buy to let mortgages

What is a buy-to-let mortgage?

A buy-to-let mortgage is designed for borrowers who want to buy a property, to let out to a third party (e.g. tenants).

Also known as investment mortgages or BTL mortgages, it can be a good long-term investment option, but there are risks which need to be seriously considered. You could end up making much more money from your spare cash than you would with a savings account or a pension, but you could also lose a lot of time and money. You need to accept that there's a risk that things can go wrong, and decide if it's worth it in an attempt to make a profit.

Aspiring landlords cannot borrow a standard loan to purchase a property; it must be a buy-to-let mortgage. Avoid the temptation to apply for a standard residential mortgage to save money, because this is mortgage fraud and could carry serious repercussions.

While buy-to-let mortgages and normal home loans are similar, there are some key differences. Lenders assess the property's profitability, which can be a more important factor than your own income, and it's rare to borrow more than 75 per cent of a property's value.

When buying a second property to let, you will need to decide whether your primary objective is income or capital growth. In other words, are you looking to make a profit month on month, or are you looking to make a profit through increased equity from the second property as it increases in value over time? The decision may affect the type of property you purchase, and the location.

How much can I borrow with a buy-to-let mortgage?

The amount of money you can borrow depends largely on the rental income you expect to get each month.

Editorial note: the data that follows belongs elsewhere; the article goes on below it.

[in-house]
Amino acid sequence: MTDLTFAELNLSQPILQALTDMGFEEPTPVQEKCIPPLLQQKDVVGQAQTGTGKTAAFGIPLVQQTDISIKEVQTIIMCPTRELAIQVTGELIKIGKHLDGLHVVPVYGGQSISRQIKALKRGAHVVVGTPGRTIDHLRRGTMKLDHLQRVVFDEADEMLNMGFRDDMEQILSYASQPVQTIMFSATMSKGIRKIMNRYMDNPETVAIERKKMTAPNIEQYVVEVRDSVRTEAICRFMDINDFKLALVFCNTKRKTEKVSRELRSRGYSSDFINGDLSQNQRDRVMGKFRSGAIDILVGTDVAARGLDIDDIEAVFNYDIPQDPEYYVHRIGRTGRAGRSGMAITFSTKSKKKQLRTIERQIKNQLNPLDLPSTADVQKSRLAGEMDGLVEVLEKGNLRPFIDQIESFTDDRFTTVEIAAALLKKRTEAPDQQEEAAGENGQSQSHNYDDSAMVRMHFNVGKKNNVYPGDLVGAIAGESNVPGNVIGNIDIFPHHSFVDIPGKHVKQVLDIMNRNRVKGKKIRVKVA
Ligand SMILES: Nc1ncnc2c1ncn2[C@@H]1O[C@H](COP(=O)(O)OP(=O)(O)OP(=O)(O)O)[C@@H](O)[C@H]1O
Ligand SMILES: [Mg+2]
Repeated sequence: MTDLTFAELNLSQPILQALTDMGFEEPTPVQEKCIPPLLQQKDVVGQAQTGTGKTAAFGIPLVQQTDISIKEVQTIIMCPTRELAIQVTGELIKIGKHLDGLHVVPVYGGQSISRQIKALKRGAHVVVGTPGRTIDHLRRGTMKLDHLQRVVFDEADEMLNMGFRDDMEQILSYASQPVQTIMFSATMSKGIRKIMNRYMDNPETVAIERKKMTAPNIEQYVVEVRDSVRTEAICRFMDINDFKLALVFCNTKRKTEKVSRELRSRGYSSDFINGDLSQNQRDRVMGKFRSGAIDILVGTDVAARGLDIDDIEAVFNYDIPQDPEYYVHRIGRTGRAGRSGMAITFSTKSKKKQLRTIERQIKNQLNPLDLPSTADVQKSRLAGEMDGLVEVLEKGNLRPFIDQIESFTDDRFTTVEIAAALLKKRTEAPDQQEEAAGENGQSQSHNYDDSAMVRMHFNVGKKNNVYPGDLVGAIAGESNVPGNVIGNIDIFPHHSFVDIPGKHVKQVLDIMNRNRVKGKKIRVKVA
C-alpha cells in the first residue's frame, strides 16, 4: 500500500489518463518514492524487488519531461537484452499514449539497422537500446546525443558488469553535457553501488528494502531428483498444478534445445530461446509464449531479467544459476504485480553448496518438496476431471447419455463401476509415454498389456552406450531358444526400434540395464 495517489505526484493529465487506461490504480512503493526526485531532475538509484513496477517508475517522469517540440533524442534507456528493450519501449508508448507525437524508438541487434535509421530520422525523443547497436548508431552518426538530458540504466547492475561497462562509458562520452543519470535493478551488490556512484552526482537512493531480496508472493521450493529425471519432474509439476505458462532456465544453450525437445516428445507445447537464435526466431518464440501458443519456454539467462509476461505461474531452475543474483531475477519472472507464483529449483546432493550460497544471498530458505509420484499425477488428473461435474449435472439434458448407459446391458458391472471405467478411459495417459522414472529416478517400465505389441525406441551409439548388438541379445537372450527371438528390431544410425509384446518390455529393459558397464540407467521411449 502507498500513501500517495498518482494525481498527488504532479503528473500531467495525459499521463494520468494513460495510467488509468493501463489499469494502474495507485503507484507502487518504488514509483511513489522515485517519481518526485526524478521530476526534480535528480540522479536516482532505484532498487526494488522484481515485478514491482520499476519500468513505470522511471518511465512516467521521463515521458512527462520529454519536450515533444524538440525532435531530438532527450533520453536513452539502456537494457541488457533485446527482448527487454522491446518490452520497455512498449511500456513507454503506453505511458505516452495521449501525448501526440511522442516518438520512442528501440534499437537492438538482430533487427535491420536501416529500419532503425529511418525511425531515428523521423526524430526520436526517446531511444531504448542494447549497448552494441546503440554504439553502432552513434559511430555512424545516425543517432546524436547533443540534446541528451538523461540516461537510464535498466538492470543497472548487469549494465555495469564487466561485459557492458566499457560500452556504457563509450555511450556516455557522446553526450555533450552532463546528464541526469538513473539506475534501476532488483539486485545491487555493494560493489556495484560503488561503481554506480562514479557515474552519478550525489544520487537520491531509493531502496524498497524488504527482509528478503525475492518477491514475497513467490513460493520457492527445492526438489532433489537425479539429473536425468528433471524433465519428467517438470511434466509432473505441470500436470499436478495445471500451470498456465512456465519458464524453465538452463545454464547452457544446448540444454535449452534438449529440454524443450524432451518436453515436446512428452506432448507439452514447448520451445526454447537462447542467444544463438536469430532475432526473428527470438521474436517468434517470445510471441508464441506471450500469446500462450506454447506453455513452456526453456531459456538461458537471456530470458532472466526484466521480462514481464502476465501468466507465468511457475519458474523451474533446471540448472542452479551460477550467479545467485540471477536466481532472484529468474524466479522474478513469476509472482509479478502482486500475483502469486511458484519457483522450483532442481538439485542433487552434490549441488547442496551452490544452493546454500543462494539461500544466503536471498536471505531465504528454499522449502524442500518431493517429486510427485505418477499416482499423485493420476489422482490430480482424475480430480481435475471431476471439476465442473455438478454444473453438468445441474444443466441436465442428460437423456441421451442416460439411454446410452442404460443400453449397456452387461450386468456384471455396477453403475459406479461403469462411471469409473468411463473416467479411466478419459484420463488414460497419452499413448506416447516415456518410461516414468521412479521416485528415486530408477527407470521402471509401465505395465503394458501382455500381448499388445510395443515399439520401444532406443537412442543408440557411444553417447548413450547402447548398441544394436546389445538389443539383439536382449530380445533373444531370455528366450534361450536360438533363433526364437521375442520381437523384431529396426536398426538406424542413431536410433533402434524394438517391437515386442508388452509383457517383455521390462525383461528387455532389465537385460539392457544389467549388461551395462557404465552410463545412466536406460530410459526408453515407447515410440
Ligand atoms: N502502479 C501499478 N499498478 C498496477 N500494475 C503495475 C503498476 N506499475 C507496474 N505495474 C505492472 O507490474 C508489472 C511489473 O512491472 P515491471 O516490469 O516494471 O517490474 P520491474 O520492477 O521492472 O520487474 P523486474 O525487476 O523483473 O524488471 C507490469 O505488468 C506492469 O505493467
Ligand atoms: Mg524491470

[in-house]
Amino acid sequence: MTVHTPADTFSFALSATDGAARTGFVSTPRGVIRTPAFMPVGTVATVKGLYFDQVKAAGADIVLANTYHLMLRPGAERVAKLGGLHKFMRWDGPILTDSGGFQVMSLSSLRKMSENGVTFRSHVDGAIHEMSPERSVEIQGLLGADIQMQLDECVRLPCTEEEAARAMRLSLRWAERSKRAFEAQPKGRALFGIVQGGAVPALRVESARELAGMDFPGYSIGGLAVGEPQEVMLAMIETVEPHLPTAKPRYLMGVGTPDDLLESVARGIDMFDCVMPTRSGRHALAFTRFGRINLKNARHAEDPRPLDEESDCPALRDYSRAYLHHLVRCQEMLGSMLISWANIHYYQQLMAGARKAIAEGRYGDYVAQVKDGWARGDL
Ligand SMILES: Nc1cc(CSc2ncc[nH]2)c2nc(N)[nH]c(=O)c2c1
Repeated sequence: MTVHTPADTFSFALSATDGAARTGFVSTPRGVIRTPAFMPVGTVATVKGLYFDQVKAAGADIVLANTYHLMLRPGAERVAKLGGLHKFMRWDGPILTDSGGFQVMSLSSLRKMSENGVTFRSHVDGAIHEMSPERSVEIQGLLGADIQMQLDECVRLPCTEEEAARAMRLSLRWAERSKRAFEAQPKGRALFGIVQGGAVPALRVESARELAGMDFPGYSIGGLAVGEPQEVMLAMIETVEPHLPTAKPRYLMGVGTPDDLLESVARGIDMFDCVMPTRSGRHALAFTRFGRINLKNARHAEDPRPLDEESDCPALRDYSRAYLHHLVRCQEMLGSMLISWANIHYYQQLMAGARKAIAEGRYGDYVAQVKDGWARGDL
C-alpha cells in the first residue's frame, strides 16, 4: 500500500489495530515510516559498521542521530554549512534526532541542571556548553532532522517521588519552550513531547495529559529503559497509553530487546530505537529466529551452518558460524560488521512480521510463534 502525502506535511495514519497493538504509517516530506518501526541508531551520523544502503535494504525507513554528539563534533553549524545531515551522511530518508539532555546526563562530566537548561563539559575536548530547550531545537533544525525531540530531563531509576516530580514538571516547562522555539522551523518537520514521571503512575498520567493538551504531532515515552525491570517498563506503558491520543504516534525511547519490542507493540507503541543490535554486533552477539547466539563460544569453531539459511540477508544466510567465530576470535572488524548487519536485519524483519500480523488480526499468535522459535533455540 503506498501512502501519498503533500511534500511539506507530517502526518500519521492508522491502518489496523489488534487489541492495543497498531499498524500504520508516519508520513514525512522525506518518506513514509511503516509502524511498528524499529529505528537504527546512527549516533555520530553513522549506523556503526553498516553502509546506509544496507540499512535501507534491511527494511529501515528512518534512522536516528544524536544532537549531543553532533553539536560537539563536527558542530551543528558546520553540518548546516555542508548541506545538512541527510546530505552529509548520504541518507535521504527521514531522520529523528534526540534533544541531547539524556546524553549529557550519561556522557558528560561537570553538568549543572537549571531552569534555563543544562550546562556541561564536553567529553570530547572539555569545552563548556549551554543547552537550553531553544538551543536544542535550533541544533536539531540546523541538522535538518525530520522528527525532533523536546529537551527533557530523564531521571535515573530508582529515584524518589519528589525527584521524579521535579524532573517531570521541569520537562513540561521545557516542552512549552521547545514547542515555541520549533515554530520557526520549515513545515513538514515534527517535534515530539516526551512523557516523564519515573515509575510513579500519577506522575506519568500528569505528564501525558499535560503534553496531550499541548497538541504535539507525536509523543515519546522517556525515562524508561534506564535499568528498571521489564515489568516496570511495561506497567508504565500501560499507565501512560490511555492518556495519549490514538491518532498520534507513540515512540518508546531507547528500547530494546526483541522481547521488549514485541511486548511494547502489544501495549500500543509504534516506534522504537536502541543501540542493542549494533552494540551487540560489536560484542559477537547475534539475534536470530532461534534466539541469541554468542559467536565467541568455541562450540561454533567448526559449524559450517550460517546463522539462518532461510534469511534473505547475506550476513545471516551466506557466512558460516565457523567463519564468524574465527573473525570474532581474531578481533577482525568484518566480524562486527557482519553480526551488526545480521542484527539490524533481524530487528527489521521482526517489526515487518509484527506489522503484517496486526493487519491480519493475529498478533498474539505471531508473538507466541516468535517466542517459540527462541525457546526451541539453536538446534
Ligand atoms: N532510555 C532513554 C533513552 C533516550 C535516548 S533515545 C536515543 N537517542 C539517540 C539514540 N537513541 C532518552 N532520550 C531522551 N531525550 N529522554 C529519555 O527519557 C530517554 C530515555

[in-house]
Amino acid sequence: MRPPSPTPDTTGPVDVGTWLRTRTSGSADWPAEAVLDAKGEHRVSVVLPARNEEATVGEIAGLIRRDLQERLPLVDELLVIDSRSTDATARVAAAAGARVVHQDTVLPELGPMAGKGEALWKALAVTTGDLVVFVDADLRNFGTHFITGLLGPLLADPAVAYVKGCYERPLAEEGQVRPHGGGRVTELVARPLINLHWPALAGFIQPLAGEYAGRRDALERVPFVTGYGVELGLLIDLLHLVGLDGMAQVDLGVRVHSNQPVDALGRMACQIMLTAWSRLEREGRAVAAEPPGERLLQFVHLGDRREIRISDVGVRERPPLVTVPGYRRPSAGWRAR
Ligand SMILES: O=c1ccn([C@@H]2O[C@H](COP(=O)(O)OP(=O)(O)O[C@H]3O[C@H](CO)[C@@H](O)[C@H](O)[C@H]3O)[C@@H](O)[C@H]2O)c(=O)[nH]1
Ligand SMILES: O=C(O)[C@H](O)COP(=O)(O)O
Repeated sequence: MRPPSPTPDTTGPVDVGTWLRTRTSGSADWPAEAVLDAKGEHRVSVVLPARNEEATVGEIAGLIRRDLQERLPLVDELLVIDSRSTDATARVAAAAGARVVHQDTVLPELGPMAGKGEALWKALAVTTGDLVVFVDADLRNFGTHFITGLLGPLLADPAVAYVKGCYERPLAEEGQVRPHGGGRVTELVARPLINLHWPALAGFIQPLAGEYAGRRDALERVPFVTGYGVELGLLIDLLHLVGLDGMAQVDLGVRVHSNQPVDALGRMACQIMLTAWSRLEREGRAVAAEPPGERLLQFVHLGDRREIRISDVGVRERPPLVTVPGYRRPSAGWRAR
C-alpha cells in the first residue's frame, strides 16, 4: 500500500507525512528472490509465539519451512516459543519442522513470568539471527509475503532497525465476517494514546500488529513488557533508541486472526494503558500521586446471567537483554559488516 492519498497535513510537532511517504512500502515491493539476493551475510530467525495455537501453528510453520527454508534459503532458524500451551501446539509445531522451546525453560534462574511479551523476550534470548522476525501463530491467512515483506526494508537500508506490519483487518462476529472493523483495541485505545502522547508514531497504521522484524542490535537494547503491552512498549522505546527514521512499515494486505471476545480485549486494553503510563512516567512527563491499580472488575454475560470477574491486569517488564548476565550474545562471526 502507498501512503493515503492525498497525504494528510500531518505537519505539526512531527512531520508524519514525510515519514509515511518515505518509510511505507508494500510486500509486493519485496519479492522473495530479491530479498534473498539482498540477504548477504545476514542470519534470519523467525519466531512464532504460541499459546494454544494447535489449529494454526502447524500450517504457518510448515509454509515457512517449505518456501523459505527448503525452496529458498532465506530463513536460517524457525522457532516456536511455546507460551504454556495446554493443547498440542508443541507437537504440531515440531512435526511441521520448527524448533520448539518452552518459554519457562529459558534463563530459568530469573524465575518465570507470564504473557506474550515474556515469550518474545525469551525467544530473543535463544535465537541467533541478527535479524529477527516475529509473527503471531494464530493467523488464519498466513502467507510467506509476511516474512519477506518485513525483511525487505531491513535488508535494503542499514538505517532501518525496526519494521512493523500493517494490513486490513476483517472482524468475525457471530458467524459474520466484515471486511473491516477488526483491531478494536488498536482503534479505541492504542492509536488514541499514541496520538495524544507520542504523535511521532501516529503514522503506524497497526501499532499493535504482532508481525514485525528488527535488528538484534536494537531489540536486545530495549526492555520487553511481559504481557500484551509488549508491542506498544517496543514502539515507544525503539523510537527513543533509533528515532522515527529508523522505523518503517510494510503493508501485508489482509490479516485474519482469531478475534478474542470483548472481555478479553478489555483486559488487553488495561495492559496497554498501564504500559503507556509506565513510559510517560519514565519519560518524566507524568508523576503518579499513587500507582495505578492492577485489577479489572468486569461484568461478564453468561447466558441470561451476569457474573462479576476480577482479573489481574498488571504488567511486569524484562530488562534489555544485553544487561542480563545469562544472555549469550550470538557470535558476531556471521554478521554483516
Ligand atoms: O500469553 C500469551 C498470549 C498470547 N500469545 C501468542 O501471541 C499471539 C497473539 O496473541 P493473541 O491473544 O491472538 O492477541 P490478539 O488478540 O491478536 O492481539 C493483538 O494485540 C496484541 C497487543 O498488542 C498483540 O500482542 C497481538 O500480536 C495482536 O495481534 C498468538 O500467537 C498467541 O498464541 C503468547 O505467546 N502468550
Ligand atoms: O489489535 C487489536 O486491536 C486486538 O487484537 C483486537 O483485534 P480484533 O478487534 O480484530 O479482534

Generally speaking, most lenders will require your rental income to be 125 per cent of mortgage repayments. For example, if you were paying off a buy-to-let loan of £500 per month, you would need to be clearing rent of £625.

You will have to pay a larger deposit when getting a buy-to-let mortgage compared to a conventional home loan, because there is more risk involved. You are essentially relying on a third party (tenants) for the money required to pay off the mortgage, and therefore this is riskier; what happens if they stop paying, or you don't find a tenant?

The absolute minimum deposit you should expect to pay on a property is 20 per cent, but it's generally no lower than 25 per cent. It is not uncommon to have a 40 per cent deposit, especially to get the best deals, so you definitely need to be quite well off to begin with.

It's important to realise that buy-to-let is not a short-term investment. Mortgages take many years to repay, often around 25 to 40 years, so it is a big commitment.

The Dos and Don'ts of buying an investment property to let

DO seek the advice of a letting agent who understands the local market.

DO budget for every eventuality. Make sure that the gross rent will cover all your costs and borrowings. Also, be aware that void periods when the dwelling is empty are a possibility and factor them in.

DO make sure that your buy-to-let property is furnished to a high enough standard to attract the best tenants. This includes kitchens and bathrooms, both of which are essential to letting out a house.

DO maintain the high standard of repair by managing your property well. Be aware of when tenants are looking to move out, and make sure you repair any problems quickly in order to avoid empty periods.

DO make sure that your letting agent is registered with the Association of Residential Letting Agents (ARLA).

DON'T let your personal tastes affect your choice of property. It is essential that your property meets all market requirements and is attractive to a wide range of people who live in the surrounding area.

DON'T purchase a property that has large maintenance requirements, particularly if it does not add to the property's rental attraction. Anything that constantly costs money to maintain must be considered carefully.

DON'T be fooled into thinking that running a buy-to-let property will be easy. Being a private landlord is a time-consuming task, and tenants need a management service on call constantly.

DON'T try to write a tenancy agreement yourself, unless you are very experienced. It is necessary to provide an inventory and condition report before a tenant moves in.

DON'T furnish your buy-to-let property with cheap second hand furniture. As well as being unattractive to many tenants, it is possible that this type of furnishing will contravene some legislation.



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